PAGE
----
Posted by : Jameson Durall Saturday, July 10, 2010

Early in my Game Design career I went through a period where I really had trouble enjoying games.  My Designer's eye was always active so i kept thinking about how things were made and couldn't focus on the experience I was having and enjoy it.  There were only certain games that broke this barrier and they were usually MMOs.  I played Dark Age of Camelot for 5 years and never had this issue with it, So i'm not sure if it was the type of game was so different then anything I make that it didn't affect me or that I just loved the game so much.

Dark Age of Camelot (5th Anniversary Collection) (PC Games)

It got to the point where I was so irritated by this that I spent a long time trying to turn off my Designer's eye so I could enjoy playing games again.  I actually got fairly good at it eventually, but then found that I was now missing out on a lot of great ideas and experiences that I would love to think about re-creating in future projects that I'm working on.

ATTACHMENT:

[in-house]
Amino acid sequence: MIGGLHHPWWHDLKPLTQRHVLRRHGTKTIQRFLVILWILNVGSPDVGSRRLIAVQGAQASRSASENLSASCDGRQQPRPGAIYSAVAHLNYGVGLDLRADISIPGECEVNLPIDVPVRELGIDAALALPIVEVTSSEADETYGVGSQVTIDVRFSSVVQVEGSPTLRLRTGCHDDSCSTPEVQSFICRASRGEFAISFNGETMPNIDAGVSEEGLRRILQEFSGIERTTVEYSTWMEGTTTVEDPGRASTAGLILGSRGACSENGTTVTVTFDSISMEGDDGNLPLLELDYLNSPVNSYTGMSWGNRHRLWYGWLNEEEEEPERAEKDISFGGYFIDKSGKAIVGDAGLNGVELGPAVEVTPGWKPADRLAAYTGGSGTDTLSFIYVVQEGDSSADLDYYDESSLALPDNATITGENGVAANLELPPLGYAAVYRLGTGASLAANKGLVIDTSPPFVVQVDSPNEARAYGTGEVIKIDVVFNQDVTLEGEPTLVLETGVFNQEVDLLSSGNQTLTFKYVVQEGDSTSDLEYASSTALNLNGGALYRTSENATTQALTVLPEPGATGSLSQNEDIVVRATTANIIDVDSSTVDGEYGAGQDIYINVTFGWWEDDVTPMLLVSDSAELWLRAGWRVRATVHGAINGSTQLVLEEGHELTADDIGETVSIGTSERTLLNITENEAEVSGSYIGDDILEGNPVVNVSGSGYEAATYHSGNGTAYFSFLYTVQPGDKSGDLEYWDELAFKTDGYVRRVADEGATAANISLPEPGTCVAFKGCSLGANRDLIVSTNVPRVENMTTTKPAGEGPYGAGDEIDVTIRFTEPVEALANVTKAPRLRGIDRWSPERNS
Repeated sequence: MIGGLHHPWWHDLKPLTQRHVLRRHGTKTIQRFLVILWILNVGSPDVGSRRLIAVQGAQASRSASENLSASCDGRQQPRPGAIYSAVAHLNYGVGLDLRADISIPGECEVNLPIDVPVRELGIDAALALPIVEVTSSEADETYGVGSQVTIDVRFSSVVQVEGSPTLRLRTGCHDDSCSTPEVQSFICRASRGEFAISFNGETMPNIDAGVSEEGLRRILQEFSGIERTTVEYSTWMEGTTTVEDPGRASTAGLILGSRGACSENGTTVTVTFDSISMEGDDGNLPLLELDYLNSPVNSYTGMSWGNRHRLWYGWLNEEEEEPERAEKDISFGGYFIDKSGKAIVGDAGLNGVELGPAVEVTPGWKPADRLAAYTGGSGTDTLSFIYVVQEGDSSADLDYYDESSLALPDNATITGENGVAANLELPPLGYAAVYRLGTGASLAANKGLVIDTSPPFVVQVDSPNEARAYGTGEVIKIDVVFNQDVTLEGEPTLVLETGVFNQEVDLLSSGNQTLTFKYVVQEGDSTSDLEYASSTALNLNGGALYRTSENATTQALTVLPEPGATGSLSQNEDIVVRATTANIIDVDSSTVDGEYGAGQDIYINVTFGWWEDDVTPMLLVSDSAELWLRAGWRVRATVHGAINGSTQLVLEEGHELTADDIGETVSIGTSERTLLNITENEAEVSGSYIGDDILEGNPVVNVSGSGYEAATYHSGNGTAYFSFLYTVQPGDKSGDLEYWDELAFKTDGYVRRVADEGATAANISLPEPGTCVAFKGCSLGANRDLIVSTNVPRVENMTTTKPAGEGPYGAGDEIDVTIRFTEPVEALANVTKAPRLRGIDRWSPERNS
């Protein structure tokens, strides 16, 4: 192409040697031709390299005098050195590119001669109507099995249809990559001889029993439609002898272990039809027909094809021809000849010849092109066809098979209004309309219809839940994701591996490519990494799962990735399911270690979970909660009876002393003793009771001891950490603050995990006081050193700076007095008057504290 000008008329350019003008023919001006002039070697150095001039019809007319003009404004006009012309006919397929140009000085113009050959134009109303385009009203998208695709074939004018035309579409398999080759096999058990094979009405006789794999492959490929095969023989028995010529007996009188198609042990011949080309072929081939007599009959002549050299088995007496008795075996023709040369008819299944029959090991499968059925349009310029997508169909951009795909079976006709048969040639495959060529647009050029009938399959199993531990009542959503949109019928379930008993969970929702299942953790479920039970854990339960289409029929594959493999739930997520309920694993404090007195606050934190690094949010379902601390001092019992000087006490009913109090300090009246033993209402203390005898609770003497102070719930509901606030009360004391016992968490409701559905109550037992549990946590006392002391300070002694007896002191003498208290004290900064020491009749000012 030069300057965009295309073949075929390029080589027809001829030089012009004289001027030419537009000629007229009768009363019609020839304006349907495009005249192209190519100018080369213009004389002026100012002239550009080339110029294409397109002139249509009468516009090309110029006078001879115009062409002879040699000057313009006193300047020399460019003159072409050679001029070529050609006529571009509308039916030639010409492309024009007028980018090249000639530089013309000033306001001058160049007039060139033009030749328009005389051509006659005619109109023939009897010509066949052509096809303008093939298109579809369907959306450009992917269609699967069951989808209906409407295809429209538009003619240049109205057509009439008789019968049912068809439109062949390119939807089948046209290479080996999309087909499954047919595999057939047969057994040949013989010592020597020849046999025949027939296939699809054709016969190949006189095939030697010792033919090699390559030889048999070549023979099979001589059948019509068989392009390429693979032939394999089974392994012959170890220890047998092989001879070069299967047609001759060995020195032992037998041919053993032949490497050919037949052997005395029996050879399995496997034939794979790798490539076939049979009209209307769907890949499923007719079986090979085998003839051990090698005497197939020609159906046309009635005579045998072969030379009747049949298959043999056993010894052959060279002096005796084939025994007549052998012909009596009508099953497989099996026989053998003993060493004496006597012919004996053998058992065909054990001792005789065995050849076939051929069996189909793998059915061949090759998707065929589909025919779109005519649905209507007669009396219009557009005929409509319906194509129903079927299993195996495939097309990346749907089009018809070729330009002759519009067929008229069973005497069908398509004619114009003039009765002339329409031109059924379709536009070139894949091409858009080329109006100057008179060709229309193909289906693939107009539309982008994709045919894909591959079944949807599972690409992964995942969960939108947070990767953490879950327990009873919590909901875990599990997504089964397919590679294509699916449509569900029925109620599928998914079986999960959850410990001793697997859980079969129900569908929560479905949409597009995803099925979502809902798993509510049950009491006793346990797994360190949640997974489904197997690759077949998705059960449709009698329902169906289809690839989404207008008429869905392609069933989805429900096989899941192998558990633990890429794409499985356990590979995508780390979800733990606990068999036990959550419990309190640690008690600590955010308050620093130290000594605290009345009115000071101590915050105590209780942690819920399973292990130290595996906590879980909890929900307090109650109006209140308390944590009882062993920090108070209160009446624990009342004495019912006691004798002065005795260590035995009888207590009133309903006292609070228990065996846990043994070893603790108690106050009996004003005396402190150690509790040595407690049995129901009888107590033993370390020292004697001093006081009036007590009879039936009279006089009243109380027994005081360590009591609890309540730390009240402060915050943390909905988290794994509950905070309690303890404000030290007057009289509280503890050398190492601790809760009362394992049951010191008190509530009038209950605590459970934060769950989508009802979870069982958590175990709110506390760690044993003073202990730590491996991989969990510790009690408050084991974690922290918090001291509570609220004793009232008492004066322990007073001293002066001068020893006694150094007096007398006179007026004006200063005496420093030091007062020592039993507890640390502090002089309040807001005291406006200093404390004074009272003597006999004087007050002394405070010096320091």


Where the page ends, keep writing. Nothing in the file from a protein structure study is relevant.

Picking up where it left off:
The lesson I learned is that what you actually need to do is learn to keep the Designer's eye going in the background of your mind.  What I mean by this, is let it take a backseat, but only to the point where as things happen that you want to evaluate...you'll easily be able to.  Now as I'm playing games, I'm able to immerse myself in the experience but also able to pinpoint and evaluate those experiences and focus on how they are achieved and what it is about them that was so great.



Jesse Schell also talks about this general principle in The Art of Game Design: A book of lenses.  I think I've recommended this book enough now that any Game Designer (or aspiring Game Designer) should own it.  But, no I won't stop recommending :)

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